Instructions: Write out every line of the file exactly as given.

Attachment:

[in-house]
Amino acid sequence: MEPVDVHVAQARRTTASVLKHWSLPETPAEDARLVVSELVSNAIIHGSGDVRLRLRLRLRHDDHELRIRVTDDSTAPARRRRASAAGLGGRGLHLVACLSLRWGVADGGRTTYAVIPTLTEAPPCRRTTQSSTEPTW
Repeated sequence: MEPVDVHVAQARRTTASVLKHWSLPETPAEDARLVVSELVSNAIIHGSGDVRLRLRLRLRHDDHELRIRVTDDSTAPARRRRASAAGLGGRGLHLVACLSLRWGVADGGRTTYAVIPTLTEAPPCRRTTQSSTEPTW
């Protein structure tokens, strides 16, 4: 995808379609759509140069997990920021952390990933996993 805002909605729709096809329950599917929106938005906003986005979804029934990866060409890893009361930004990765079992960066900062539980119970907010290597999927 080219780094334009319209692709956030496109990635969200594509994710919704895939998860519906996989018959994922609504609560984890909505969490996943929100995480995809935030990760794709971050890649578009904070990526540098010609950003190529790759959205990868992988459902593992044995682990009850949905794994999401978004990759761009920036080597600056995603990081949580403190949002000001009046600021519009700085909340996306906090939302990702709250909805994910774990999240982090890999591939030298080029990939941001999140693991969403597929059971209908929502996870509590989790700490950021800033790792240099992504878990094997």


[in-house]
Amino acid sequence: MEPVDVHVAQARRTTASVLKHWSLPETPAEDARLVVSELVSNAIIHGSGDVRLRLRLRLRHDDHELRIRVTDDSTAPARRRRASAAGLGGRGLHLVACLSLRWGVADGGRTTYAVIPTLTEAPPCRRTTQSSTEPTW
Repeated sequence: MEPVDVHVAQARRTTASVLKHWSLPETPAEDARLVVSELVSNAIIHGSGDVRLRLRLRLRHDDHELRIRVTDDSTAPARRRRASAAGLGGRGLHLVACLSLRWGVADGGRTTYAVIPTLTEAPPCRRTTQSSTEPTW
């Protein structure tokens, strides 16, 4: 995808379609759509140069997990920021952390990933996993 805002909605729709096809329950599917929106938005906003986005979804029934990866060409890893009361930004990765079992960066900062539980119970907010290597999927 080219780094334009319209692709956030496109990635969200594509994710919704895939998860519906996989018959994922609504609560984890909505969490996943929100995480995809935030990760794709971050890649578009904070990526540098010609950003190529790759959205990868992988459902593992044995682990009850949905794994999401978004990759761009920036080597600056995603990081949580403190949002000001009046600021519009700085909340996306906090939302990702709250909805994910774990999240982090890999591939030298080029990939941001999140693991969403597929059971209908929502996870509590989790700490950021800033790792240099992504878990094997």